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Blackberry CEO John Chen stands in front of an autonomous vehicle at the BlackBerry QNX headquarters in Ottawa, in February 2019.CHRIS WATTIE/Reuters

John Chen is in active conversations with the BlackBerry Ltd. board over his future with the company as his contract draws to a close next month, the CEO of the Canadian technology pioneer said Tuesday.

“There is a conversation there,” Mr. Chen said at an investor briefing during a day-long summit in New York. “We’ll probably have the result soon.” Mr. Chen was appointed to lead BlackBerry in November, 2013, to replace short-lived predecessor Thorsten Heins, who had taken over in early 2012 from long-time co-CEOs Jim Balsillie and Mike Lazaridis.

Mr. Chen said he didn’t know whether he would remain with BlackBerry and that the decision about his future had been left until after the board decided earlier this month to split itself in two. The company plans to spin off its profitable, fast-growing connected car, or internet of things (IOT), business into a separate public company, from its slower growing, unprofitable cybersecurity business.

“It’s now time for me and the board to sit together and say what value I add, or had I ever added any value, or what value I add going forward,” Mr. Chen said. The five-year extension to his original employment contract expires Nov. 3.

The California-based tech industry veteran made the comments during a briefing about the Waterloo, Ont.-based company’s spinout plans, which followed a strategic review advised by investment banks Morgan Stanley and Perella Weinberg Partners. Mr. Chen said that BlackBerry would likely sell 20 per cent to 30 per cent of the IOT business in an initial public offering, with a target of next June.

Mr. Chen said he’s still intent on proving convergence of the two business units can create value in the market but acknowledged that hasn’t happened yet, adding: “When you have two boards, two management teams, that may or may not happen.”

He stressed the cybersecurity business would need to prove it could succeed on its own without requiring subsidization from other parts of the company. That should be achievable by streamlining research and development spending after a period of heavy investment, he said.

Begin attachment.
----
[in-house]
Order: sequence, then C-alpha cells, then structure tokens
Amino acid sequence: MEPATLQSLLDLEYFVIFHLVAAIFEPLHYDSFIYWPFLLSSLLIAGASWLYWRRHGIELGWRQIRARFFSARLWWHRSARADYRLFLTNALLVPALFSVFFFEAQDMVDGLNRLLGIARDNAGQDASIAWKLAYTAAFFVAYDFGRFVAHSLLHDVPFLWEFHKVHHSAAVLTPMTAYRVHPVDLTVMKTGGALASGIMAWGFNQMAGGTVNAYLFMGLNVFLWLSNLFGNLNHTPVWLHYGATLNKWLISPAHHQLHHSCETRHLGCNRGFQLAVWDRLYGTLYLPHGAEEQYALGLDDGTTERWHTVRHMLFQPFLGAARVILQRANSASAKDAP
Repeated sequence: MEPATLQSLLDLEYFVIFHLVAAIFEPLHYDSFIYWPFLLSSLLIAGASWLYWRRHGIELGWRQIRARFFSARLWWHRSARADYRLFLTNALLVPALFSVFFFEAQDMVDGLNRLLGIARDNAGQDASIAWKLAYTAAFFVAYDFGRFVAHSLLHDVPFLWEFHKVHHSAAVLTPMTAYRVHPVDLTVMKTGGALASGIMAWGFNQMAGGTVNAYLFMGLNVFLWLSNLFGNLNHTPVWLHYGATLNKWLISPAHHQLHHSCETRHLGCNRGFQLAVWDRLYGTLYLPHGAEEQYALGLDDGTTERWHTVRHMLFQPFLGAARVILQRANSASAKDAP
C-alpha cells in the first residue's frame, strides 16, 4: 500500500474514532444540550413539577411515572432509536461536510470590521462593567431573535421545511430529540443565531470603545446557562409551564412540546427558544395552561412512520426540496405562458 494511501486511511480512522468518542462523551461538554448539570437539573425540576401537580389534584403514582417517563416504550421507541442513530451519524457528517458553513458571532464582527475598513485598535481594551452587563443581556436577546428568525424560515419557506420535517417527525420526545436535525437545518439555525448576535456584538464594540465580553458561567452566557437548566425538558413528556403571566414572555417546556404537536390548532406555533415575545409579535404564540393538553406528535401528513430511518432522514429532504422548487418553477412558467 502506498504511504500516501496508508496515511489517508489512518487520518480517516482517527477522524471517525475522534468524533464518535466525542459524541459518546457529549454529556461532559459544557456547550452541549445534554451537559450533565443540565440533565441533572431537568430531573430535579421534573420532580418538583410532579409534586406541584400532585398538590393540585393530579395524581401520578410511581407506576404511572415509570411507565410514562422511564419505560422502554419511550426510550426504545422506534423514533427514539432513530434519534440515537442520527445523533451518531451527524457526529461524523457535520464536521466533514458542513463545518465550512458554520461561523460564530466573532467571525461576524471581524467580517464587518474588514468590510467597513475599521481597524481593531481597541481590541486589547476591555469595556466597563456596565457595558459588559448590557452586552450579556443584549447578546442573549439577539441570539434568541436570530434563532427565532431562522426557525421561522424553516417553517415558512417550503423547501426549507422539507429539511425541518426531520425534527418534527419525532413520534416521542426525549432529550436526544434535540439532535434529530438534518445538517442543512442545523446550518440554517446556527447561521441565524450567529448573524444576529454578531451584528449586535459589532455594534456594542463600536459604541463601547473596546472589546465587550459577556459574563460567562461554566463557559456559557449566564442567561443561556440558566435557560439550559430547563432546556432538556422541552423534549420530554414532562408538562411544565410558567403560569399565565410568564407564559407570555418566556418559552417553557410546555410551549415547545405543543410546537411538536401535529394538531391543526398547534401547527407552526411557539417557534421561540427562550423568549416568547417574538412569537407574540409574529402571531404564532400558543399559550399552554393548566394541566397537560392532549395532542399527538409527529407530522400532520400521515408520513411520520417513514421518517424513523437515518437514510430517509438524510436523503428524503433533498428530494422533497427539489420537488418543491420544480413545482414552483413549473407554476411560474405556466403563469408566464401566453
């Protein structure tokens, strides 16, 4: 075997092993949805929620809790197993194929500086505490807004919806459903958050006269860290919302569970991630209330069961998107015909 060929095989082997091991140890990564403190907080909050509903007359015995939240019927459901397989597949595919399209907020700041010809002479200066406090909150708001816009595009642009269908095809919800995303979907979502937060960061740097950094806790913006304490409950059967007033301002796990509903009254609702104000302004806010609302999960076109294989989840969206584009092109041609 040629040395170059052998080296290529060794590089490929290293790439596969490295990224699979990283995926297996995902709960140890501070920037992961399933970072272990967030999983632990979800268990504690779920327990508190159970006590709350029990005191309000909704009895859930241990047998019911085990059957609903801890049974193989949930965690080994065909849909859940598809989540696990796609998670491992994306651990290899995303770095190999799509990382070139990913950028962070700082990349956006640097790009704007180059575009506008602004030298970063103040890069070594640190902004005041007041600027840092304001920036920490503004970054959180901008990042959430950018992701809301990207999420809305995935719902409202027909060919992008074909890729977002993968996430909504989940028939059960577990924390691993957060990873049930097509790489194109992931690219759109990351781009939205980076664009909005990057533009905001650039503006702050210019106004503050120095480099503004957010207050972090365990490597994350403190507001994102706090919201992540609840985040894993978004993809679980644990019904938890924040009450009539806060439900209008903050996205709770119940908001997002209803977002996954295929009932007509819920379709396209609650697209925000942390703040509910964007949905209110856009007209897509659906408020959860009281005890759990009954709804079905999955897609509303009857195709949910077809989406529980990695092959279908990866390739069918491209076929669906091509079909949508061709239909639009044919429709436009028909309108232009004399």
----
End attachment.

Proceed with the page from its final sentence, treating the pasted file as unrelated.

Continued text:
“I am hoping that we have a business plan that allows us for the next fiscal year to be profitable, or at least break even” in cyber, Mr. Chen said, adding there was little reason to consider potentially selling the cyber business now while growth is weak and it is losing money. “It’s best for us to fix it” first to increase its potential value, he said.

Mr. Chen was successful in the first few years of his tenure in transitioning BlackBerry completely out of the smartphone business it had once dominated, and cutting costs while securing its future as a continuing company.

He was aided by billions of dollars in legacy high-margin service-fee revenue negotiated by his predecessors with carriers when BlackBerry hand-held devices were in hot demand, and which poured in for years as customers continued to use its aging devices.

But he has since delivered little payoff for investors. BlackBerry’s shares have languished for years – except for a brief spike when it became a “meme stock” in 2021 – and are trading at roughly the same level they were 24 years ago when its wireless e-mail device was the hottest tech gadget in the world.

Under Mr. Chen, BlackBerry had become a hodgepodge of different businesses, mostly picked up through acquisitions.

It is a provider of in-car software to connect vehicles to the internet. It also sells cybersecurity software and provides device management software used by corporations to manage the fleets of devices used by their employees. It had a lucrative business extracting payments from other companies for alleged use of its intellectual property but sold most of its legacy smartphone patents earlier this year.

The cybersecurity business has been a disappointment, delivering far less growth than expected. BlackBerry is a leader in the device management business, but it is a crowded, mature niche sector.

The company’s jewel is its connected-car business, managed out of its QNX division in Ottawa, which was picked up in a 2010 acquisition. It is expected to deliver 20-per-cent annual growth for years, far more than the cybersecurity business. Its technology is in more than 235 million cars and used by all of the world’s top 10 automakers.

But BlackBerry recently announced disappointing revenues for both divisions and cut its revenue forecast for the connected-car division to between US$225-million and US$240-million for the year, mainly because of delays in project implementation and reorganizations at some carmakers.

Strikes and other macroeconomic issues could “put a dent” in the rebound, Mr. Chen said Tuesday, though he said he still expects QNX revenue to hit a record high in its fourth quarter.

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